depreciation. A part of these funds could have been used to
clear some of the
external borrowings. Now with the recovery of the
dollar, repayment costs in
rupee terms have also shot up. A golden
opportunity was missed. The government
was toying with the idea of
establishing a wealth fund/SPV (Special Purpose
Vehicle) with these
reserves to finance private parties taking up
infrastructure
projects through PPP. But, despite all the hype, the PPP has
been a
total flop so far.


An Indian Recession?

It might be just a slowdown in India
till now. But a
recession cannot be ruled out in the medium term. Chidambaram
is
claiming 7.5 - 8% growth this year. ADB has predicted 7% growth. Many
rating
agencies estimate industrial growth between 6.5% and 5.2%
from around 11-12% in
2006-07. It is hoped that agriculture would be
the saving grace this year
thanks to a good monsoon. But just recall
that Chidambaram was boasting about a
possible 10% growth early this
year after the budget and the situation has
changed!


True, there is a boom in FDI
this year. The
total FDI between April and August this fiscal stood at $14.6
billion. A record figure. Average monthly FDI inflow is above $2 billion

whereas a few years back that was the annual figure. Kamal Nath was
confidently
asserting that the target of $35 billion for this year
would be achieved. But a
closer look reveals that a sizable chunk of
this FDI going into mining loot,
services, financial services in
particular, entertainment industry including
luxury hotels and so on
and also on mergers and acquisitions (M&As) not
mainly to fresh
investments in the core productive sectors alone. The long-term
sustainability of such a pattern of FDI flow is anybody&rsquo;s guess.
Especially, in
the midst of the global liquidity crunch. Inflows
into already committed
projects might give a false impression and it
remains to be seen how long this
boom will continue. To sustain it,
Chidambaram is bound to come up with a slew
of fresh liberalisation
measures. FDI caps in insurance, banking and financial
services are
already being hiked. There might be 100% FDI in single-brand
retail.
There will be more and more sellouts to attract foreign capital.
Chidambaram
keeps repeating ad nauseam that India ,
like China
, will continue high growth despite recession in the developed countries.


Well, if high growth is to be
driven
primarily by foreign capital assisted by government landgrab, tax
waivers, assured returns guarantees for infrastructure investments and
fabulous
BOT terms and so on, in short, by making the whole of India
into a
tax haven, the structural distortions this Manmohan gamble
would lead to is
mindboggling. Leaving a handful of big business
houses and Indian MNCs, nothing
Indian would be left in the
&ldquo;Indian&rdquo; economy. And even the &ldquo; India &rdquo; MNCs
have started looking outward. India Inc spent $26 billion in mergers and

acquisitions abroad this year. The global meltdown would, if
anything, only
accelerate this trend and the scarce capital
resources would be channelized for
overseas spending. If this is the
story of overseas M&As by &ldquo;Indian&rdquo;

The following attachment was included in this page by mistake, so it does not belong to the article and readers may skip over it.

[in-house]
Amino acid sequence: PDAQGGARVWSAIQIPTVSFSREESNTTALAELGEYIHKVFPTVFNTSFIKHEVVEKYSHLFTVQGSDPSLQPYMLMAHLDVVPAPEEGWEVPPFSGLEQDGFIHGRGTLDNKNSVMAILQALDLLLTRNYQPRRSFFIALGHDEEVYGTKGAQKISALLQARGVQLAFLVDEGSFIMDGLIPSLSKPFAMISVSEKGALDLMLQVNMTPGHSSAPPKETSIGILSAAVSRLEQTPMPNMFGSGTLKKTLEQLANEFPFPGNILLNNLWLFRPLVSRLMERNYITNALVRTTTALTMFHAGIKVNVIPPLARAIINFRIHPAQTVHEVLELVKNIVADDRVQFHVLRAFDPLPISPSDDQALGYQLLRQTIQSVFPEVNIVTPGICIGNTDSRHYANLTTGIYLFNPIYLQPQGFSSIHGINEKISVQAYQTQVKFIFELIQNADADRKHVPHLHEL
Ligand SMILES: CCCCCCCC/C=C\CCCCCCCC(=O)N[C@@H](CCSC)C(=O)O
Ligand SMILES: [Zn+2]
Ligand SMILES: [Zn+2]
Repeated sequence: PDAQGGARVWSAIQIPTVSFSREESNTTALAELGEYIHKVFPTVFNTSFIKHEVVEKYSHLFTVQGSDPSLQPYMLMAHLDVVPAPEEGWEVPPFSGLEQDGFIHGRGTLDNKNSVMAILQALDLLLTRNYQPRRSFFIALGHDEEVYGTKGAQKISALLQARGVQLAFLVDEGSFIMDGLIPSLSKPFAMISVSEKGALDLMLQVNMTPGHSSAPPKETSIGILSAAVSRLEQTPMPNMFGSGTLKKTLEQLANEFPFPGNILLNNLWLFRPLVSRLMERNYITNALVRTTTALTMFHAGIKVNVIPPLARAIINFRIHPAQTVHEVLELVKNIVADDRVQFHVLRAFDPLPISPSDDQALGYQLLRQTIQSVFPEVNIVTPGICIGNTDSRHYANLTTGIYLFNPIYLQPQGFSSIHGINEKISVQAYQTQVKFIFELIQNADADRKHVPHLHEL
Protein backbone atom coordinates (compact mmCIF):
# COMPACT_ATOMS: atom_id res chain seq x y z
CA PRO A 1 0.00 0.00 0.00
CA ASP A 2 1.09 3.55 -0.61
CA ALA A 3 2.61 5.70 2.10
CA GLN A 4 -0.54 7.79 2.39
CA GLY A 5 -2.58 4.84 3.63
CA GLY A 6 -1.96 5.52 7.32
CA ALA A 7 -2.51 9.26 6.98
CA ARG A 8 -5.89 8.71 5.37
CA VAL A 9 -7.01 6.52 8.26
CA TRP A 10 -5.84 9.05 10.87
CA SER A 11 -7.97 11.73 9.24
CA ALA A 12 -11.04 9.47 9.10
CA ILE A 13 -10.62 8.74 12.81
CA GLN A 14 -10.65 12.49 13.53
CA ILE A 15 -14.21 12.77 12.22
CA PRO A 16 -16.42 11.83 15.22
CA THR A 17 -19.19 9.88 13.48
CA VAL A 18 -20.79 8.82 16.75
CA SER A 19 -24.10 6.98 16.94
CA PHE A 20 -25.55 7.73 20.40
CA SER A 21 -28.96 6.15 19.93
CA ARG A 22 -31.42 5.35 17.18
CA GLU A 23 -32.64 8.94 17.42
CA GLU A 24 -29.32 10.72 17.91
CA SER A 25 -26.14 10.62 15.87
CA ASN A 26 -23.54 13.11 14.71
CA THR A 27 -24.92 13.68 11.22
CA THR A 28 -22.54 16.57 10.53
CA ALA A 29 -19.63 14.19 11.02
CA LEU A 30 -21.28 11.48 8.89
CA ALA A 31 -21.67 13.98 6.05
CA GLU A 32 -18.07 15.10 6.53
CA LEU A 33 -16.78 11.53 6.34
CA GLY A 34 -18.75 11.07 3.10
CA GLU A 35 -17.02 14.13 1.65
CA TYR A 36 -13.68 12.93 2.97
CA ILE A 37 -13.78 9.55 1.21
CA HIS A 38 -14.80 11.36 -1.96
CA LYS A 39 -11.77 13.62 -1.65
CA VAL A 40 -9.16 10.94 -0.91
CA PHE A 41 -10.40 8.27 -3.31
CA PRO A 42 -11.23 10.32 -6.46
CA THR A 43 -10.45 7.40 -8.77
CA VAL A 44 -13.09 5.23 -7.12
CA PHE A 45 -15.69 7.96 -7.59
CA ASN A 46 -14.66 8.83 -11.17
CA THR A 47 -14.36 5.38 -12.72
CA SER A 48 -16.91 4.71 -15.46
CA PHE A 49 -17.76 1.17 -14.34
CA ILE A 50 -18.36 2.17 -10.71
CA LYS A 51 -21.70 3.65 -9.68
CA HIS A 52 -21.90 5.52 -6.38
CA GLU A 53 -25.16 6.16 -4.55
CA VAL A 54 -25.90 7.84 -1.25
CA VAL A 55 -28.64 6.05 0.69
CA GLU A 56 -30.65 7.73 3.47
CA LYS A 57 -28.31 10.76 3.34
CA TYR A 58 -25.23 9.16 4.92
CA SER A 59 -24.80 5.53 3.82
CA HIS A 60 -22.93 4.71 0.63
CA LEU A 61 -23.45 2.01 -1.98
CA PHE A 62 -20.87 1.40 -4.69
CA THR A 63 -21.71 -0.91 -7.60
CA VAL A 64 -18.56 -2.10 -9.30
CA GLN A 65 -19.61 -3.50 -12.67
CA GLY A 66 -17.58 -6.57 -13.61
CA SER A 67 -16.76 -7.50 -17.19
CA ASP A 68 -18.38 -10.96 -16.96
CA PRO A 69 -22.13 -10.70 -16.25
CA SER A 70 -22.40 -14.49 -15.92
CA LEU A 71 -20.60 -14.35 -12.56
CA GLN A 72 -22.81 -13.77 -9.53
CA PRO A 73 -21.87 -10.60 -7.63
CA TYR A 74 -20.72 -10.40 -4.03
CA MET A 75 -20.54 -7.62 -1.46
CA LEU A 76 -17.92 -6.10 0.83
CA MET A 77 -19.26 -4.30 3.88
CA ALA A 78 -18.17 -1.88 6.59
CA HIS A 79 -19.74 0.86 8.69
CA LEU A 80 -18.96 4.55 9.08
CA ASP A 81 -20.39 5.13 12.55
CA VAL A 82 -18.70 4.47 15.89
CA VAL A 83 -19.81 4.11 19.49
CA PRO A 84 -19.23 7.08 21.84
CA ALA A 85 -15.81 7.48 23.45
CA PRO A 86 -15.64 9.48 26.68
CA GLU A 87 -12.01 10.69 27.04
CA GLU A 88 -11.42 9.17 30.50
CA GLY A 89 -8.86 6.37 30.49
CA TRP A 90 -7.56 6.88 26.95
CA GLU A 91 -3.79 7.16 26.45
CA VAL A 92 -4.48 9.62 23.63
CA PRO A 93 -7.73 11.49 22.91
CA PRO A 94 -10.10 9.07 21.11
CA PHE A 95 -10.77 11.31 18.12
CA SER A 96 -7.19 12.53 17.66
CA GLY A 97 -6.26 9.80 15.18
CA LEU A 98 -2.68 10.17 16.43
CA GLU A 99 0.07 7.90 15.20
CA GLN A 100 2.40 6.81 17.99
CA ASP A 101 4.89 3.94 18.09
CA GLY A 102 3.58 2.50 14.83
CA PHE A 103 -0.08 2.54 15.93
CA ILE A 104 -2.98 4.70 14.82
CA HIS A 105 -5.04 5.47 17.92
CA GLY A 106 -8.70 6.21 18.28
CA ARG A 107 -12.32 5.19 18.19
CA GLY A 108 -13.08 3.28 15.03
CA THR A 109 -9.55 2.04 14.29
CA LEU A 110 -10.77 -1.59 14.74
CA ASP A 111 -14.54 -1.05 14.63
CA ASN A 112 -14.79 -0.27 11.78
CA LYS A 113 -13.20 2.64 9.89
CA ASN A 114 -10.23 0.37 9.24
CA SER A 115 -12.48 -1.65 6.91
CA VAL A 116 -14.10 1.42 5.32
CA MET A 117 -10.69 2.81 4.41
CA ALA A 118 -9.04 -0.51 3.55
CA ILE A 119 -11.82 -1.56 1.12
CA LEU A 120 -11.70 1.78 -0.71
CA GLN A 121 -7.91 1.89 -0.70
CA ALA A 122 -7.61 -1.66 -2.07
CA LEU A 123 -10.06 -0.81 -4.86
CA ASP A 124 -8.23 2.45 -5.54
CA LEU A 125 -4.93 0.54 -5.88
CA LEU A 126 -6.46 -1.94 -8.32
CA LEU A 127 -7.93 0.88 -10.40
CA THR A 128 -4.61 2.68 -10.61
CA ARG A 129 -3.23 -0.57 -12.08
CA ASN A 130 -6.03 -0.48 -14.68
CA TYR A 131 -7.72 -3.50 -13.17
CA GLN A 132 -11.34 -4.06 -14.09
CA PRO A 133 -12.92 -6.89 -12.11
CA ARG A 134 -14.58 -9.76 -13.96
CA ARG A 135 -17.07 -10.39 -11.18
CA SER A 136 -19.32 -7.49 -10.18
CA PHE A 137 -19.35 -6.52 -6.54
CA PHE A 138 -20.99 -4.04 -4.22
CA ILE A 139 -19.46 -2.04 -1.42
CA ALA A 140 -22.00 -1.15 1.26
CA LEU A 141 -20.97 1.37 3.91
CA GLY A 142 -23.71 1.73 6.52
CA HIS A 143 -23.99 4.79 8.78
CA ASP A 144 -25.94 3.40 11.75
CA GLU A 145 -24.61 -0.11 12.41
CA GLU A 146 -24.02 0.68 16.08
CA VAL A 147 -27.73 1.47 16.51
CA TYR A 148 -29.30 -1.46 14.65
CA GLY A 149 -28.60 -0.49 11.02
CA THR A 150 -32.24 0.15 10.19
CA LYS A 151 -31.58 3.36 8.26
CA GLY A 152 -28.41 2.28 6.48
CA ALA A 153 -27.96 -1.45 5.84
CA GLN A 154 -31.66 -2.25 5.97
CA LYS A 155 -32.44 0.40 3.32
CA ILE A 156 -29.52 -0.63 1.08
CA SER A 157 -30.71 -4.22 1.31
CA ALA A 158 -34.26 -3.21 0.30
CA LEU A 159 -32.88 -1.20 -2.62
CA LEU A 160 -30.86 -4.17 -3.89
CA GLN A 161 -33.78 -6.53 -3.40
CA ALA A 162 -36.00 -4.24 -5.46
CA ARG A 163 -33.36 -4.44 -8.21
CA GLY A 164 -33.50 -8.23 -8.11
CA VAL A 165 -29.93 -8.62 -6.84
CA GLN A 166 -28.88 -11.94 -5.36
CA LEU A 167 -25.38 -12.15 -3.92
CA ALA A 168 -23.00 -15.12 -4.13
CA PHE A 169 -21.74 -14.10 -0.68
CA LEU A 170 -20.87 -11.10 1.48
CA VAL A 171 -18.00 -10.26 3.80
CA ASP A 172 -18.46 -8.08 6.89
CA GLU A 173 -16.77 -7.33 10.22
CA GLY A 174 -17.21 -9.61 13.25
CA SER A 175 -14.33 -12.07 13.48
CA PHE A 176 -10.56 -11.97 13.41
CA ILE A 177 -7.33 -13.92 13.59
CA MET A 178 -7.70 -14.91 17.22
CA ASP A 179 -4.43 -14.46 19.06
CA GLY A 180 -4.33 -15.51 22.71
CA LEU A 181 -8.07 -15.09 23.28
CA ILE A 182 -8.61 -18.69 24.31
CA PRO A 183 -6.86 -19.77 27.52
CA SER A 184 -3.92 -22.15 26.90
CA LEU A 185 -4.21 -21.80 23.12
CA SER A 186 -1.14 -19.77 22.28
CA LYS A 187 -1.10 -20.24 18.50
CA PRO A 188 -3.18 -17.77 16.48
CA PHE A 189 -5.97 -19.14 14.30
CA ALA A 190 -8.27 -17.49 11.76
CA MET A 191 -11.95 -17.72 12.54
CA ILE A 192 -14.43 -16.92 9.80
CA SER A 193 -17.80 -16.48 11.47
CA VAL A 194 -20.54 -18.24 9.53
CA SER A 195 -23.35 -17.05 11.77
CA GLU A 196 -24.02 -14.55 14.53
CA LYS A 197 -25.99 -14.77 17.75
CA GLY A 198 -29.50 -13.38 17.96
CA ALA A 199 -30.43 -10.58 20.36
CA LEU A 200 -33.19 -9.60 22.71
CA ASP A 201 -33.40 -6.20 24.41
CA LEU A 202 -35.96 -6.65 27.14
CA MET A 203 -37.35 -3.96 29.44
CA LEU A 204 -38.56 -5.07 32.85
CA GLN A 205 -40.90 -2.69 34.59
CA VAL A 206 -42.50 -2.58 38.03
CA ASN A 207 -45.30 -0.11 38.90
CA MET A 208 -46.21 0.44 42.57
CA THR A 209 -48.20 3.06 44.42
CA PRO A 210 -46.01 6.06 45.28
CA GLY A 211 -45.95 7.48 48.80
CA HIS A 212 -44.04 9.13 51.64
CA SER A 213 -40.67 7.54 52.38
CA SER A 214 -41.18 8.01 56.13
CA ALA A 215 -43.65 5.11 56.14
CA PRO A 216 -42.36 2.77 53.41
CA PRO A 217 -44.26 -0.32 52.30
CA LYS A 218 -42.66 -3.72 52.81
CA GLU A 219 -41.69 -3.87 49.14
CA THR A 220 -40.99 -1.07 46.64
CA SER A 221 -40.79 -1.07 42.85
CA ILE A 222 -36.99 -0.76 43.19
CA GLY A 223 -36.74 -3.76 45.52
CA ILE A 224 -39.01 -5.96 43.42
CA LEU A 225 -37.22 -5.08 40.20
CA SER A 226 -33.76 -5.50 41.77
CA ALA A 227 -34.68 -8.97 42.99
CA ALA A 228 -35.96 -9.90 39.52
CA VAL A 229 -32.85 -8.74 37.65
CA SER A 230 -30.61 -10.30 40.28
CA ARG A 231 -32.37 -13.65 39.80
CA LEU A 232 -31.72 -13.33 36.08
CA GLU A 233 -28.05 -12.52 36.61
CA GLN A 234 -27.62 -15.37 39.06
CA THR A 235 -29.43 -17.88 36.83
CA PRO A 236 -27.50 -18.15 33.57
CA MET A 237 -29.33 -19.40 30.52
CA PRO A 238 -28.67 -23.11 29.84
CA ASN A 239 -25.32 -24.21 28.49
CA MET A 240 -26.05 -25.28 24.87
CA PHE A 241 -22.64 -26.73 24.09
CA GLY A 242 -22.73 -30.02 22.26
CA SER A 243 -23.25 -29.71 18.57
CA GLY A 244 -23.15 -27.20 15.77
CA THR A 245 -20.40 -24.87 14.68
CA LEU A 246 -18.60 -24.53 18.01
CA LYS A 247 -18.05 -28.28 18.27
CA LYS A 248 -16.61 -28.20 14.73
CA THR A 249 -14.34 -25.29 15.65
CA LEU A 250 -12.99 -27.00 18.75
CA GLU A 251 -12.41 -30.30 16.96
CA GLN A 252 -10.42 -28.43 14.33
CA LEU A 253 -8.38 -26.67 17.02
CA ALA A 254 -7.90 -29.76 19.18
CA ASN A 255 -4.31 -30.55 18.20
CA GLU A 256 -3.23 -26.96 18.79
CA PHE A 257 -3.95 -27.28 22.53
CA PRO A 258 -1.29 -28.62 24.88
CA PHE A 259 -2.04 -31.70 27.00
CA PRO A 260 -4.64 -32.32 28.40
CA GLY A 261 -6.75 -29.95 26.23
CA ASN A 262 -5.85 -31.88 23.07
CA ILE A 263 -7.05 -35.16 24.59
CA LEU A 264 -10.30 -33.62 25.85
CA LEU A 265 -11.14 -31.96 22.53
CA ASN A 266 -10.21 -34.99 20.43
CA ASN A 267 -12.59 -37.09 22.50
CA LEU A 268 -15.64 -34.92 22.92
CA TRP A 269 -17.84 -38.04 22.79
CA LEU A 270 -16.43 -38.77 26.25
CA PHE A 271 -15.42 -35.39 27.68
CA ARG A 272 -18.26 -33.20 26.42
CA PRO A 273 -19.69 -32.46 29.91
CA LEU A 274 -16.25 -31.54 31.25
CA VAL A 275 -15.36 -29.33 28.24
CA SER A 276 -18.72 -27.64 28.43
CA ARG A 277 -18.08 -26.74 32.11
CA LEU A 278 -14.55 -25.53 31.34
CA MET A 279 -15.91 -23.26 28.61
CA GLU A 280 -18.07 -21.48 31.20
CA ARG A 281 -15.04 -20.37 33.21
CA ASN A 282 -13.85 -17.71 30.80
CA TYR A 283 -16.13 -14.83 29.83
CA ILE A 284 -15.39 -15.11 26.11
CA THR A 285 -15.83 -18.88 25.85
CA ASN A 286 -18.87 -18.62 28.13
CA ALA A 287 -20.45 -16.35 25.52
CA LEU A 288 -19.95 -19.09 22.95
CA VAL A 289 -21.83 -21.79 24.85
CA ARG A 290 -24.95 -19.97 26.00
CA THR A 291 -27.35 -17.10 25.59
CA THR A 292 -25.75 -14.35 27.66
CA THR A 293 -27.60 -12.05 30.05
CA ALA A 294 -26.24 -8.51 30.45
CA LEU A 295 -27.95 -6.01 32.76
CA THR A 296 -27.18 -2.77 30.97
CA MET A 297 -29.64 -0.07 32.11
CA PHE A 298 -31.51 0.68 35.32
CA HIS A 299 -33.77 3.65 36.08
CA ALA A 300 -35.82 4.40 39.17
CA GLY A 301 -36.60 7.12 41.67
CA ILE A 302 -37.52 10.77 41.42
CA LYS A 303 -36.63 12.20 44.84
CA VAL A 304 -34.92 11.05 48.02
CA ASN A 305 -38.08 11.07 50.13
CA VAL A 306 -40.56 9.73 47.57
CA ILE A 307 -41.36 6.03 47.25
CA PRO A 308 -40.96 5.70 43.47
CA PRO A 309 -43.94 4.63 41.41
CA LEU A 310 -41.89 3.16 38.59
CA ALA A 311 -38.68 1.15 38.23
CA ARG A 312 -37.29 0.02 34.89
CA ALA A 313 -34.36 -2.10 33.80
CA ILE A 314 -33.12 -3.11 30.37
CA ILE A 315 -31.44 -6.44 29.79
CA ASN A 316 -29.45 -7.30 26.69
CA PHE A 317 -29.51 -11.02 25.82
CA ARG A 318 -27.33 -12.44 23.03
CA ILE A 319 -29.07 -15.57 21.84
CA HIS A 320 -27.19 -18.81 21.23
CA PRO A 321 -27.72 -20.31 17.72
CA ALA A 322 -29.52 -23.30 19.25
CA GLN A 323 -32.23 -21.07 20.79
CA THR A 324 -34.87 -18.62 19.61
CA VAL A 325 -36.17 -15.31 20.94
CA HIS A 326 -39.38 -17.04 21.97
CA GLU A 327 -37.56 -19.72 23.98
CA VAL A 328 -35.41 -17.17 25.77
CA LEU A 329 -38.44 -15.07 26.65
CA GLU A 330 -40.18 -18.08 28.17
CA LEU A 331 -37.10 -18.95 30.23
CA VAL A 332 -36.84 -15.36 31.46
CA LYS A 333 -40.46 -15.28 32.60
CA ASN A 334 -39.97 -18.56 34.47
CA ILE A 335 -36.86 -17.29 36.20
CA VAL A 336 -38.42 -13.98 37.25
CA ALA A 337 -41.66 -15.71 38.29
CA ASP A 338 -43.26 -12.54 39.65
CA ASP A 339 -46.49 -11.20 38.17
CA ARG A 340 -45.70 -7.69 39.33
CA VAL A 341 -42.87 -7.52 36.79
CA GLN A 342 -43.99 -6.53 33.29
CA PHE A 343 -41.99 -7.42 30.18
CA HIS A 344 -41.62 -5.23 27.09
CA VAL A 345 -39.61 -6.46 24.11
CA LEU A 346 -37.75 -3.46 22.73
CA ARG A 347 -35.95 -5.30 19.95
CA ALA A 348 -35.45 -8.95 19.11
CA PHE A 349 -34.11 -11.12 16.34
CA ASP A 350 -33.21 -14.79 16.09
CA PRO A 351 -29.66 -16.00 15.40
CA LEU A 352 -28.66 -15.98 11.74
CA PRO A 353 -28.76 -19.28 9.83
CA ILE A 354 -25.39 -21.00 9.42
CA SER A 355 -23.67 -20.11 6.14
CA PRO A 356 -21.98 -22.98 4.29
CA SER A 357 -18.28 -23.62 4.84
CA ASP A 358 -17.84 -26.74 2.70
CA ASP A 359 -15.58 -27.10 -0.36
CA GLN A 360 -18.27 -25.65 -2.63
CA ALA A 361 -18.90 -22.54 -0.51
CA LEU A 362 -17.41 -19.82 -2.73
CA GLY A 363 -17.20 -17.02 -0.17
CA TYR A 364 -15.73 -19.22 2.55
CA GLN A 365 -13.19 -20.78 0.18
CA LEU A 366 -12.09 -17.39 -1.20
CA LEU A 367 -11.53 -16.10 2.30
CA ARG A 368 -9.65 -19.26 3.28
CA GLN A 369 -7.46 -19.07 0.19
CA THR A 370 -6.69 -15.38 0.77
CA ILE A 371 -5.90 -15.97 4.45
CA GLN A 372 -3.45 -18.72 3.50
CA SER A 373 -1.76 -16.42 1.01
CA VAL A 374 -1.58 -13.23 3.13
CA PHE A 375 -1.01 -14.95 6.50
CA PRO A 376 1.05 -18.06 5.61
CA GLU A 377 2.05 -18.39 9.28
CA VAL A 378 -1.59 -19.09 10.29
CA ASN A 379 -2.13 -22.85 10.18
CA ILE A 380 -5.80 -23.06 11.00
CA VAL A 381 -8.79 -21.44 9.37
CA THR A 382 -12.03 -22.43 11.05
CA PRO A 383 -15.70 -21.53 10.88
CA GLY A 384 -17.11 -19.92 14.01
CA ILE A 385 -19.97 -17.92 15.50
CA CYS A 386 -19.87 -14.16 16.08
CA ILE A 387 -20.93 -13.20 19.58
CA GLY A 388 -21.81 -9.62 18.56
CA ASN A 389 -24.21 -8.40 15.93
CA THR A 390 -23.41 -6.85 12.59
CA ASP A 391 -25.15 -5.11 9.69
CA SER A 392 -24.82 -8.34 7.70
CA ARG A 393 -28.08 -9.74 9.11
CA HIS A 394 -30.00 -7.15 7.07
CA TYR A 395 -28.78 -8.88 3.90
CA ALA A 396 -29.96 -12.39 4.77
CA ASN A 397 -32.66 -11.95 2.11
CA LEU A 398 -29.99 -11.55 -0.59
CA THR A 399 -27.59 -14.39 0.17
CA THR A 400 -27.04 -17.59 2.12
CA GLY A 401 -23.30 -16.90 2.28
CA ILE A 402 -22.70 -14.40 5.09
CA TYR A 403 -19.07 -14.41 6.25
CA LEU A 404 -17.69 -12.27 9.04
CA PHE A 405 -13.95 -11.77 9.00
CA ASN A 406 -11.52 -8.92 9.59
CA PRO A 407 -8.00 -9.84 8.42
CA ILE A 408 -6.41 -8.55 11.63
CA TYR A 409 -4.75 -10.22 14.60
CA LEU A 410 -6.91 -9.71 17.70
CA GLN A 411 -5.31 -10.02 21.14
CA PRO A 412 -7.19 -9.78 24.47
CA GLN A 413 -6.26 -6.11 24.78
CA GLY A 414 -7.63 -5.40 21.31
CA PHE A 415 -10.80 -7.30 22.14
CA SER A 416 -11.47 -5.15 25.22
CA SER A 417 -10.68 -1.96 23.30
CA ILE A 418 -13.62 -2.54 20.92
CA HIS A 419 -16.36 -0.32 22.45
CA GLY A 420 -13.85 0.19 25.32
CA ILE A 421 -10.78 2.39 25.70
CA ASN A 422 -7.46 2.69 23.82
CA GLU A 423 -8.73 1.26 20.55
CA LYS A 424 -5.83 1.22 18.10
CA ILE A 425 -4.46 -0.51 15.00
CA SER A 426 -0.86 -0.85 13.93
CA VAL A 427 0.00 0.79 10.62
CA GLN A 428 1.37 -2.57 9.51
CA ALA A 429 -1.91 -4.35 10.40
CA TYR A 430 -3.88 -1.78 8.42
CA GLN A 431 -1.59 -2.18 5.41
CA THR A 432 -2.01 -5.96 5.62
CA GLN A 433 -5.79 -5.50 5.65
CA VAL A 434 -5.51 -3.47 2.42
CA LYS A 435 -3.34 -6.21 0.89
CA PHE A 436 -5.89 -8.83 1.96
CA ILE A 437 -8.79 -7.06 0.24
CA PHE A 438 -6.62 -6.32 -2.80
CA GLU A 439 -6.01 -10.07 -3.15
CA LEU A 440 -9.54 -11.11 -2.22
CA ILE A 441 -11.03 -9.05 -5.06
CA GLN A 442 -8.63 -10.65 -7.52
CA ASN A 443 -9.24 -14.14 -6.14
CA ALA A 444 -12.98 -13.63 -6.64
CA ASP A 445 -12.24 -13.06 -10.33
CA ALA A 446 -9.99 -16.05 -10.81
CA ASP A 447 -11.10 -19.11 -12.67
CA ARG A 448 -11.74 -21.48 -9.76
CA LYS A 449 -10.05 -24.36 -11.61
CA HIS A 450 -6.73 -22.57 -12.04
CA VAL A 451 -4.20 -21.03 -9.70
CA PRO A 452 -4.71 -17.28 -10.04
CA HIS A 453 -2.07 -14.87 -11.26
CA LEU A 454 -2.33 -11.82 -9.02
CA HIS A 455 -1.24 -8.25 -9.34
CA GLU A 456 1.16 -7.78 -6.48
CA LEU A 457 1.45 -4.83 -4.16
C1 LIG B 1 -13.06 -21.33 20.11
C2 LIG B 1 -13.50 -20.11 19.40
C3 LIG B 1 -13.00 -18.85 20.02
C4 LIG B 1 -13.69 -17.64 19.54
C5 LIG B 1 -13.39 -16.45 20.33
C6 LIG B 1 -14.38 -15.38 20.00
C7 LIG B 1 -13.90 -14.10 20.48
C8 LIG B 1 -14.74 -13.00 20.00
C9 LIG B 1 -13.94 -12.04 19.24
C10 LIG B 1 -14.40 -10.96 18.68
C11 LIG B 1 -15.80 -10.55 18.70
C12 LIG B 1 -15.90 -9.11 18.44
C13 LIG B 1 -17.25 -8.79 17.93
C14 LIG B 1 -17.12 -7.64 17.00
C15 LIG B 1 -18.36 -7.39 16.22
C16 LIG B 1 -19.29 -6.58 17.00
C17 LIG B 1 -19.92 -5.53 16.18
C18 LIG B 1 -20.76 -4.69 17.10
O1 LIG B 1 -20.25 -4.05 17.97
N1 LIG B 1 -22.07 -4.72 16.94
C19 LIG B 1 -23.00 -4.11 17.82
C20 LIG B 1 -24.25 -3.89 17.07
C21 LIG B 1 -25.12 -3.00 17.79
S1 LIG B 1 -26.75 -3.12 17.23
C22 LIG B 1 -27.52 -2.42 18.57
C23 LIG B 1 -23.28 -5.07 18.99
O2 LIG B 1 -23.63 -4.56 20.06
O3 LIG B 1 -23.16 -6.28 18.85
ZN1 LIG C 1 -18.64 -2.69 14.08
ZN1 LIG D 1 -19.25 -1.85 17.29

companies,
M&As in India
by foreign companies is even more breathtaking. In
power sector alone, the
merger and acquisitions worked out to $5
billion out of a total M&A value
of $55 billion in the
infrastructure sector alone. This is the secret behind
the high FDI.
But overseas M&A is not a rosy path. Tatas teamed up with AIG
which was one of the first to go under. TCS, Infosys and
WIPRO&hellip;all were on an
acquisition spree abroad but at home
they are the leading ones in issuing pink
slips.


The nation would soon realize
the real cost of the
N-deal. N-deal was also a sort of bailout for the US industry.
Kakodkar has once again made it clear that 20 nuclear reactors would be
set up!
How in the given situation the governments would foot the
bill in the next ten
years?


The
Deflating Growth Bubble

And what about the growth
story?
Well, the ratio of savings and investment to the GDP reportedly remains

high at 35 per cent. So far so good. Still, there is a slowdown in
the Indian
economy. The core sector growth is down to less than 4
per cent. All vital
productive sectors are on a slowdown. With such
a structural background, if and
when the Indian economy slips into a
recession, the recession will be
protracted and there will be no a
quick revival. Crude oil prices have declined
to $80 a barrel. The
monsoon has been good in most parts of the country. For a
couple of
years it is not difficult to continue with the growth story. But
infusion of liquidity, i.e., increasing the velocity of circulation
alone in
other words, can hardly sustain production. The basic
structural flaws are
bound to come back to the fore and haunt.


The problem might be made to
look minor
&mdash; as that of liquidity &mdash; at present but if there is a severe
constraint
in demand then no amount of infusion of money into the
system and supply side
magic would be able to save it. And given the
fiscal scenario, the government
would not be able to go for any
fresh neo-Keynesian binge either, leave alone
any major corporate
bailout as in the US . Pay commissions and loan
waivers might
sustain aggregate demand for a couple of years but signs of
slowdown
are already on the wall. Despite repeated promptings of Chidambaram,
the bankers are not ready to reduce even the home loan rates and not
just the
prime lending rate for the businesses. After all, they are
hardnosed
businessmen and they will continue to be top executives in
their banks while
Chidambaram and his party might go out of power.


The 11th Plan estimates that
to
maintain an average annual growth rate of 9%, the investment in
infrastructure would have to rise from Rs. 259, 839 crore in 2007-08 to
Rs. 574,096
crore in 2011-12 at constant 2006-07 prices, aggregating
to Rs. 2,011,521 crore
over five years. In the terminal year, this
works out to be 9 per cent of the
GDP, up from 5 per cent of the GDP
in 2006-07. The Plan document itself says
that the government cannot
manage this much money and a substantial part of it
has to come from
the private sector. PPP is supposed to pave the way. But what
is the
record so far? The Government of India's Committee on Infrastructure